This opens up the possibility of using the 60 GHz band for applications requiring rapid data transfer, such as uncompressed transmission of HDTV, fast Internet access for passengers on airplanes and trains, and applications in medical technology and TV studios.
Previous experiments with 60 GHz were based on transmitters and receivers alone. This means that data transmission is disrupted when something passes the antenna lobe, which is not acceptable for wireless networks. Now these scientists have used a technology called Multiple-Input-Multiple-Output, MIMO. With this technology antennas do not need to be lined up and previous problems with shadowing, interference, and blocking are eliminated.
With MIMO technology, several transmitters and receivers are used for transmission of the signal; the same signal is transmitted with a slight time delay to the receiver antennas, with the signal taking different paths. The signals are spliced together using special algorithms in the receiver so that the correct information can be extracted. Through a winning combination of findings from several years of research on MIMO algorithms and baseband electronics, and many years of experience from designing compact multifunctional MMIC (Monolithic Microwave Integrated Circuits) for 60 GHz, these scientists have successfully managed to pool their knowledge and construct the MIMO system.
The 60 GHz band is a license-free frequency band with several GHz of bandwidth, which opens up the possibility of wireless communication with transmission speeds of several Gbit per second.For further information, please contact:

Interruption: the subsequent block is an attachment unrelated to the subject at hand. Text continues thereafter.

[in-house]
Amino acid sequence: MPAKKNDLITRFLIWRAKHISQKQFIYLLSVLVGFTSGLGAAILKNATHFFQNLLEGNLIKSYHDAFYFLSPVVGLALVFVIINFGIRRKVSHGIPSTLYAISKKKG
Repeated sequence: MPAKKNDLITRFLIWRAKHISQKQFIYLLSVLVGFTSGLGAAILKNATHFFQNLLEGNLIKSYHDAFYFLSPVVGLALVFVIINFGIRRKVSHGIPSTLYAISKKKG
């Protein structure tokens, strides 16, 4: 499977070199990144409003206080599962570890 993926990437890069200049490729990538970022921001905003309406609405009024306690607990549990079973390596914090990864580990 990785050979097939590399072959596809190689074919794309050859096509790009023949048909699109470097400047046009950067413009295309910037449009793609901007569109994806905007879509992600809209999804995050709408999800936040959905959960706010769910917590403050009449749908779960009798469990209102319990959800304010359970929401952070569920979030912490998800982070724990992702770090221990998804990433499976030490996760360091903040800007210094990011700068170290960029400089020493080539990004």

Sofie Hebrand | idw
Construction of practical quantum computers radically simplified
05.12.2016 | University of Sussex
UT professor develops algorithm to improve online mapping of disaster areas
29.11.2016 | University of Tennessee at Knoxville
In recent years, lasers with ultrashort pulses (USP) down to the femtosecond range have become established on an industrial scale. They could advance some applications with the much-lauded “cold ablation” – if that meant they would then achieve more throughput. A new generation of process engineering that will address this issue in particular will be discussed at the “4th UKP Workshop – Ultrafast Laser Technology” in April 2017.
Even back in the 1990s, scientists were comparing materials processing with nanosecond, picosecond and femtosesecond pulses. The result was surprising:...
Have you ever wondered how you see the world? Vision is about photons of light, which are packets of energy, interacting with the atoms or molecules in what...
A multi-institutional research collaboration has created a novel approach for fabricating three-dimensional micro-optics through the shape-defined formation of porous silicon (PSi), with broad impacts in integrated optoelectronics, imaging, and photovoltaics.
Working with colleagues at Stanford and The Dow Chemical Company, researchers at the University of Illinois at Urbana-Champaign fabricated 3-D birefringent...
In experiments with magnetic atoms conducted at extremely low temperatures, scientists have demonstrated a unique phase of matter: The atoms form a new type of quantum liquid or quantum droplet state. These so called quantum droplets may preserve their form in absence of external confinement because of quantum effects. The joint team of experimental physicists from Innsbruck and theoretical physicists from Hannover report on their findings in the journal Physical Review X.
“Our Quantum droplets are in the gas phase but they still drop like a rock,” explains experimental physicist Francesca Ferlaino when talking about the...
The Max Planck Institute for Physics (MPP) is opening up a new research field. A workshop from November 21 - 22, 2016 will mark the start of activities for an innovative axion experiment. Axions are still only purely hypothetical particles. Their detection could solve two fundamental problems in particle physics: What dark matter consists of and why it has not yet been possible to directly observe a CP violation for the strong interaction.
The “MADMAX” project is the MPP’s commitment to axion research. Axions are so far only a theoretical prediction and are difficult to detect: on the one hand,...
16.11.2016 | Event News
01.11.2016 | Event News
14.10.2016 | Event News
08.12.2016 | Life Sciences
08.12.2016 | Physics and Astronomy
08.12.2016 | Materials Sciences